to Gregg's division.
While the latter, supported by a battery of artillery under the immediate direction of the corps commander, was to push the enemy along the Ashby's Gap road, Buford, who was on the right, was ordered to menace his flank, so as to compel him to fall back upon the defile.
Before eight o'clock, Vincent's brigade and the artillery, taking the advance, attacked the positions that Stuart had occupied with his three brigades for the last two days on a small stream called Cromwell Creek.
Pleasonton's artillery soon silenced the Confederate guns, and the latter, finding themselves attacked by infantry, abandoned their positions so precipitately that they left two dismounted pieces in the hands of the assailants—trophies which were the more precious to them as being the first that had thus been captured by main force from Stuart's batteries.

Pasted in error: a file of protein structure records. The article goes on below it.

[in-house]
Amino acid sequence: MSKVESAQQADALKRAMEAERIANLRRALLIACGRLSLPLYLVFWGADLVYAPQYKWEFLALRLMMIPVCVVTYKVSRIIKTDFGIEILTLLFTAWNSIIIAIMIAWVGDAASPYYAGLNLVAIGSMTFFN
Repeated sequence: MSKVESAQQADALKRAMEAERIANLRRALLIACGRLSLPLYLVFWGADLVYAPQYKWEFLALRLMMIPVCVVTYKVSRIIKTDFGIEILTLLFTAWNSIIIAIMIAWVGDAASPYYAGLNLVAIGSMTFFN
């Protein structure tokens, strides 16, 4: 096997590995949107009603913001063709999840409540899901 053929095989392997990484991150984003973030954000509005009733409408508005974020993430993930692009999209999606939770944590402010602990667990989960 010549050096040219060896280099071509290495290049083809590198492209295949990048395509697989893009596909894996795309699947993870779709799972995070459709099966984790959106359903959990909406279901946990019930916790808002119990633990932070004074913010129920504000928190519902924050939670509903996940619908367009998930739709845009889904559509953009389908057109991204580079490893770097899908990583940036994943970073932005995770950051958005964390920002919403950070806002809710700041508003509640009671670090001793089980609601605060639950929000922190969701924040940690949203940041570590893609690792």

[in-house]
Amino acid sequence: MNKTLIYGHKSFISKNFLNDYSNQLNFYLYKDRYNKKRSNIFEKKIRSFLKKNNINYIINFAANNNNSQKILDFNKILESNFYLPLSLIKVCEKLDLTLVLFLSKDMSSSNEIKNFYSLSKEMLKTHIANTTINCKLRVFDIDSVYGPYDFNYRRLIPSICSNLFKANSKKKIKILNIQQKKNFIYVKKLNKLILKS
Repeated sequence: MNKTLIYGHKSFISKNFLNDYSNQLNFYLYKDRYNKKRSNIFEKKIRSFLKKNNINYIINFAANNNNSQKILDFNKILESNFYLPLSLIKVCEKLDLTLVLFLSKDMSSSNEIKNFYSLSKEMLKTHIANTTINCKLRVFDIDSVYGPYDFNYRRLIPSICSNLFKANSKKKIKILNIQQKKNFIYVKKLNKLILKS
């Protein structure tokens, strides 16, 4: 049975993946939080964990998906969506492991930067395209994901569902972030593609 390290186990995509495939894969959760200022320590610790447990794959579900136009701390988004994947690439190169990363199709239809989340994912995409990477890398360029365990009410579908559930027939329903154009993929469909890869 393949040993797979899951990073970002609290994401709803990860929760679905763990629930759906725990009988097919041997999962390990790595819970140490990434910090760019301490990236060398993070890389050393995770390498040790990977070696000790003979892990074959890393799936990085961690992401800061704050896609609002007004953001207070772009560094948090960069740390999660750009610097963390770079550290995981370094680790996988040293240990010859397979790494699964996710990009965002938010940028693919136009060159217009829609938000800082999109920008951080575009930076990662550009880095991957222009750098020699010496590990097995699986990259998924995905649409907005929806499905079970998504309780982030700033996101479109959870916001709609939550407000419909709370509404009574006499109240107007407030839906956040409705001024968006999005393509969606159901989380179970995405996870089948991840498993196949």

Then Kilpatrick, with his fine brigade of cavalry, pushing forward to the front, presses close upon the enemy and takes possession